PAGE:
This is possibly THE best map for CE that I've played since Coldsnap. The scale and detail of this map is amazing. I don't think any review...


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This is possibly THE best map for CE that I've played since Coldsnap. The scale and detail of this map is amazing. I don't think any review I could write would do this map justice, so here is the author's review.

The underlying concept behind Portent is a battle for higher ground. Players overlooking their opposition will feel safe and empowered, while other players struggle to gain the advantage.

Big Team CTF - The principle supported gametype. Players spawn in a safe location in their spacious fortresses. Direct assaults will be easy to spot and thwart, so it will be important to gain control of the map. The central tower will play a key role in allowing quick, on-foot access to the enemy flag.

Small Team CTF - With fewer resources to control territory, the battle is waged primarily in the bases. Frontal assaults with the warthogs should be the prevailing tactic.

Slayer - All players spawn around the central tower to keep the "biomass" concentrated and the action going. Players can spread out and retreat to the safety of the bases, if they choose, but they'll have a hard time racking up kills that way.

King of the Hill - Located on the lower floor of the central tower, the Hill objective is purposefully designed to be difficult to maintain uncontested control over. Every second of dominance will count and in team games, it will be important to have unselfish teammate on the top floor to keep their allies racking up hill time clean.

Oddball - Grab the skull and pick a teleporter to escape harrassment. When in trouble, toss the ball down the pit to keep it out of the enemy's hands temporarily.

Race - A complete design afterthought. It might be fun. Give it a try.

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 Two months before the Battle of Reach, routine spectrograph analysis of distant solar systems revealed a combination icy/terrestrial body approximately half the mass of Earth's moon. A survey team was dispatched to determine its viability for oxygen and mineral mining operations.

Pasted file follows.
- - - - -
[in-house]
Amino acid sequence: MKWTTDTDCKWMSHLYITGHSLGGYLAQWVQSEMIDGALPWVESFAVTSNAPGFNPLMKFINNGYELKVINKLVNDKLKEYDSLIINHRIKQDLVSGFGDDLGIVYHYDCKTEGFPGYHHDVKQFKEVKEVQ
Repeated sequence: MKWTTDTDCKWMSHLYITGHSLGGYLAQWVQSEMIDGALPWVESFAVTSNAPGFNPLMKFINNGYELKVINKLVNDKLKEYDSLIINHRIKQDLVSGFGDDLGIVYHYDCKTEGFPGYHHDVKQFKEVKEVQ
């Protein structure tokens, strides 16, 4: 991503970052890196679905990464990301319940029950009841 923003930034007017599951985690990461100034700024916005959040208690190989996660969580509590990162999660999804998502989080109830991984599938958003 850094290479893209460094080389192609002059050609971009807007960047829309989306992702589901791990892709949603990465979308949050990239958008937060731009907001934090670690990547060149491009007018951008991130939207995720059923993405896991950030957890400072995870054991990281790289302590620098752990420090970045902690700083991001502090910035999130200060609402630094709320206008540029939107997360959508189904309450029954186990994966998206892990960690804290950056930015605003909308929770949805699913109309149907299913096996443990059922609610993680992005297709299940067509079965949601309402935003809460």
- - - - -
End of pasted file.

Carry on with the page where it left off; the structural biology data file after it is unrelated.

The planet, now referred to officially as "Summary", turned out to be far less mundane than its emission spectrum had portrayed. An intact, almost pristine, Forerunner outpost was discovered within 15 minutes of the survey vessel assuming its initial orbit. It resided in what was described as a "thermal pocket" defined by two bracketing fance-like scructures. Presumably, this was done in order to keep the structure from being enveloped by the glacial mass that covered 90% of the surface.

 The results of radiometric dating determined that the structure was over 100,000 years old. Perhaps a little ancient for something in such good condition, but it could be somewhat explained by the arid conditions and regulated temperature ranges.

 What couldn't be so easily explained was the fact that the planet itself was no older than the outpost. A fact which would have been revealed by the telescopic spectrograph if not for the relatively fresh coating of ice defeating an accurate geochronological measurement. Six billion years younger than the next youngest planet in the solar system, Summary's standing as a naturally occurring body was highly suspect.

 Ultimately, the purpose of the installation couldn't be determined. Contact with the survey team was lost. Followup investigations have been delayed by circumstances of the Covenant War. Without physical, in-person investigation of the planet, the best clue as to what may have happened was uncovered in further telescopic study of the solor system.

An unidentified type of radiation was determined to have enveloped the entire system thousands of times in its history. Most of these emissions seem to originate from Summary. One of these radiation waves, however, seemed to have no discernable point of origin at all. Even more disturbing, it wasn't isolated to that distant solar system. Evidence of this burst of radiation can be found virtually everywhere in the galaxy.

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EJ Burke

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Registered 24th June 2006

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